Back in 1938, long before satellites, radar, the hurricane hunters, and the modern weather forecasting system, the great New England hurricane of 1938 roared northwards into Long Island, New York at 60 mph, pushing a storm surge more than 15 feet high to the coast. Hundreds of Americans died in this greatest Northeast U.S. hurricane on record, the only Category 3 storm to hit the Northeast since the 1800s. Since 1938, there have been a number of significant hurricanes in the Northeast--the Great Atlantic hurricane of 1944, Hazel of 1954, Diane of 1955, Donna of 1960, Gloria of 1985, Bob of 1991, and Floyd of 1999--but none of these were as formidable as the great 1938 storm. Today, we have a hurricane over the Bahamas--Hurricane Irene--that threatens to be the Northeast's most dangerous storm since the 1938 hurricane. We've all been watching the computer models, which have been steadily moving their forecast tracks for Irene more to the east--first into Florida, then Georgia, then South Carolina, then North Carolina, then offshore of North Carolina--and it seemed that this storm would do what so many many storms have done in the past, brush the Outer Banks of North Carolina, then head out to sea. Irene will not do that. Irene will likely hit Eastern North Carolina, but the storm is going northwards after that, and may deliver an extremely destructive blow to the mid-Atlantic and New England states. I am most concerned about the storm surge danger to North Carolina, Virginia, Maryland, Delaware, New Jersey, New York, and the rest of the New England coast. Irene is capable of inundating portions of the coast under 10 - 15 feet of water, to the highest storm surge depths ever recorded. I strongly recommend that all residents of the mid-Atlantic and New England coast familiarize themselves with their storm surge risk. The best source of that information is the National Hurricane Center's Interactive Storm Surge Risk Map, which allows one to pick a particular Category hurricane and zoom in to see the height above ground level a worst-case storm surge may go. If you prefer static images, use wunderground's Storm Surge Inundation Maps. If these tools indicate you may be at risk, consult your local or state emergency management office to determine if you are in a hurricane evacuation zone. Mass evacuations of low-lying areas along the entire coast of New Jersey, Delaware, Maryland, and Virginia are at least 50% likely to be ordered by Saturday. The threat to the coasts of New York, Connecticut, Rhode Island, Massachusetts, New Hampshire, and Maine is less certain, but evacuations may be ordered in those states, as well. Irene is an extremely dangerous storm for an area that has no experience with hurricanes, and I strongly urge you to evacuate from the coast if an evacuation is ordered by local officials. My area of greatest concern is the coast from Ocean City, Maryland, to Atlantic City, New Jersey. It is possible that this stretch of coast will receive a direct hit from a slow-moving Category 2 hurricane hitting during the highest tide of the month, bringing a 10 - 15 foot storm surge.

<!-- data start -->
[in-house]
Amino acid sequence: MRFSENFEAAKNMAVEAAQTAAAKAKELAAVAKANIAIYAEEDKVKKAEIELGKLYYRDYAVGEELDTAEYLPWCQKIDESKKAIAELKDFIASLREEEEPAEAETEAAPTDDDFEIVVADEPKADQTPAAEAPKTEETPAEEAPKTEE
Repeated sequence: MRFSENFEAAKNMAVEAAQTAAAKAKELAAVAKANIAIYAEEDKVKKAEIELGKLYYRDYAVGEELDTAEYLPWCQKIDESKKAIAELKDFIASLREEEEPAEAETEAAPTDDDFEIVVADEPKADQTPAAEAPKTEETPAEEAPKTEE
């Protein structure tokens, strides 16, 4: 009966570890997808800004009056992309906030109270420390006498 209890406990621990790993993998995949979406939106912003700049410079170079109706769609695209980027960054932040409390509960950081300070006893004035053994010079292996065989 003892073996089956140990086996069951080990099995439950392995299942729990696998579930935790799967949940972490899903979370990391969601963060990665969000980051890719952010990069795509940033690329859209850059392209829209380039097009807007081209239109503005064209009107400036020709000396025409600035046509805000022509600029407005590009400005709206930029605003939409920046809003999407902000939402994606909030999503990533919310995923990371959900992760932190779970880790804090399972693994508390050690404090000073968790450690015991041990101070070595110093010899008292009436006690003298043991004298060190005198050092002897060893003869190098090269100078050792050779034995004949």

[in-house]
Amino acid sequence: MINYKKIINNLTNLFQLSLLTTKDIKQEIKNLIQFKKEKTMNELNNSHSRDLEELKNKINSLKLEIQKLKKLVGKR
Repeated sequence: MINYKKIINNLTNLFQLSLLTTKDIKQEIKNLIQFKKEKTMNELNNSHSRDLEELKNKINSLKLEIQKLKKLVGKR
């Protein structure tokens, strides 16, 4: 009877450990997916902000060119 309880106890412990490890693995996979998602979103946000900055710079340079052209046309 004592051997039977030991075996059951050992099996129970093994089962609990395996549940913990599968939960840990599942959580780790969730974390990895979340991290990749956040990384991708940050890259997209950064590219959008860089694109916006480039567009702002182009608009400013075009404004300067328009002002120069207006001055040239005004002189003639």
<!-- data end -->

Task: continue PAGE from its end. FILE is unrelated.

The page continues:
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Old 25-08-2011, 16:23   #73
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Re: Hurricane Irene

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Originally Posted by smurphny View Post
Lake Montauk is shallow and I understand the holding is not good. If I were in Montauk now I think I'd head for Port Jeff Harbor or somewhere more in the lee of LI. You can really anchor anywhere in PJ Harbor: Maybe right where the channel goes into Setauket which would put you away from most other boats or immediately behind the sandbar west of the inlet as you enter. There are lots of moorings there, most of which seem to be unused.

Just read that 90% of the homes on one small island in the Bahamas were destroyed or washed away!
thanks
will be making a stand around shelter island -
currently anchored with a bunch of mega-yachts with southerly protection.
will watch the track and be ready to anchor for direction etc...
hopefully the island is aptly named...
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Old 25-08-2011, 16:38   #74
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Just talking with a Joe in the yard here reminded me. The other troubling piece to Irene is it's not moving real fast. I was in Bob and it flew over moving 30 mph this thing at least now is going half that speed. When I was on the Narraganset the yard had me way out on a working pier. I was able to run lines ashore around a telephone pole and run anchors out into the harbor. Advantage of being a working class boat.get those roller furled sails off and strap down the main or get that off as well. I'm stripping my boat bare. I'm worried about my neighbors if the guy behind me doesn't show up I'm strapping his main down Saturday no cover on it nothing strapped to the clew to hold it down. I will also run out a fx and an old 45# danforth into the creek so if need be I can fall back and there is insurance if the mooring goes
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Old 25-08-2011, 16:46   #75
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Re: Hurricane Irene

i have a bad feeling about irene--prep for a cat 4 and be safe